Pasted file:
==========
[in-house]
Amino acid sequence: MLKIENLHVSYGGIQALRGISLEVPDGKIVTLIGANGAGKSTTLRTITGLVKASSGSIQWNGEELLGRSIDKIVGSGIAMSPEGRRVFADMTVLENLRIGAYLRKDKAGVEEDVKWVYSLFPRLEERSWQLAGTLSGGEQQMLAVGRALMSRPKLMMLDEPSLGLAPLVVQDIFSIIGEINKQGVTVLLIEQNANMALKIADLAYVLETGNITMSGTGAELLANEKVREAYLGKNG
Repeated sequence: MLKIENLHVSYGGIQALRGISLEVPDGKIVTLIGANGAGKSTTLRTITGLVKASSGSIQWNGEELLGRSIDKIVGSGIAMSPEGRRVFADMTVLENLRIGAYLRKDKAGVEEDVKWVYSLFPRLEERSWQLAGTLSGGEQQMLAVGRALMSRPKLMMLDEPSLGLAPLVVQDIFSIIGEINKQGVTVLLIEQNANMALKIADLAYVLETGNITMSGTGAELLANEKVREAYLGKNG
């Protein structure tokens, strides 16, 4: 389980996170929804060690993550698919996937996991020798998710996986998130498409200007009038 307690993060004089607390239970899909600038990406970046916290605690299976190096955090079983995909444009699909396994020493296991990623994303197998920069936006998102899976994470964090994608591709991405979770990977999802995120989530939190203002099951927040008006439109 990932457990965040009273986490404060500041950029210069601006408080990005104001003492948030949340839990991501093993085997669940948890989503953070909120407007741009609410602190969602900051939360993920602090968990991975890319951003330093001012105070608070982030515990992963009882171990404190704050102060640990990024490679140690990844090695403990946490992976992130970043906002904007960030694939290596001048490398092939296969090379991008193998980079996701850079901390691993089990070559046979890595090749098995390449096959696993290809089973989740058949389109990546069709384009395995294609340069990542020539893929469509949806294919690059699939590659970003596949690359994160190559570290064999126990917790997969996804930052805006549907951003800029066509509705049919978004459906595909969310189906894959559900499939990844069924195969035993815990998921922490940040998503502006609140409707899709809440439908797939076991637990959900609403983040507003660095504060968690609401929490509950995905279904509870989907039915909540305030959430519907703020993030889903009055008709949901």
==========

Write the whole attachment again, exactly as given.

[in-house]
Amino acid sequence: MLKIENLHVSYGGIQALRGISLEVPDGKIVTLIGANGAGKSTTLRTITGLVKASSGSIQWNGEELLGRSIDKIVGSGIAMSPEGRRVFADMTVLENLRIGAYLRKDKAGVEEDVKWVYSLFPRLEERSWQLAGTLSGGEQQMLAVGRALMSRPKLMMLDEPSLGLAPLVVQDIFSIIGEINKQGVTVLLIEQNANMALKIADLAYVLETGNITMSGTGAELLANEKVREAYLGKNG
Repeated sequence: MLKIENLHVSYGGIQALRGISLEVPDGKIVTLIGANGAGKSTTLRTITGLVKASSGSIQWNGEELLGRSIDKIVGSGIAMSPEGRRVFADMTVLENLRIGAYLRKDKAGVEEDVKWVYSLFPRLEERSWQLAGTLSGGEQQMLAVGRALMSRPKLMMLDEPSLGLAPLVVQDIFSIIGEINKQGVTVLLIEQNANMALKIADLAYVLETGNITMSGTGAELLANEKVREAYLGKNG
């Protein structure tokens, strides 16, 4: 389980996170929804060690993550698919996937996991020798998710996986998130498409200007009038 307690993060004089607390239970899909600038990406970046916290605690299976190096955090079983995909444009699909396994020493296991990623994303197998920069936006998102899976994470964090994608591709991405979770990977999802995120989530939190203002099951927040008006439109 990932457990965040009273986490404060500041950029210069601006408080990005104001003492948030949340839990991501093993085997669940948890989503953070909120407007741009609410602190969602900051939360993920602090968990991975890319951003330093001012105070608070982030515990992963009882171990404190704050102060640990990024490679140690990844090695403990946490992976992130970043906002904007960030694939290596001048490398092939296969090379991008193998980079996701850079901390691993089990070559046979890595090749098995390449096959696993290809089973989740058949389109990546069709384009395995294609340069990542020539893929469509949806294919690059699939590659970003596949690359994160190559570290064999126990917790997969996804930052805006549907951003800029066509509705049919978004459906595909969310189906894959559900499939990844069924195969035993815990998921922490940040998503502006609140409707899709809440439908797939076991637990959900609403983040507003660095504060968690609401929490509950995905279904509870989907039915909540305030959430519907703020993030889903009055008709949901």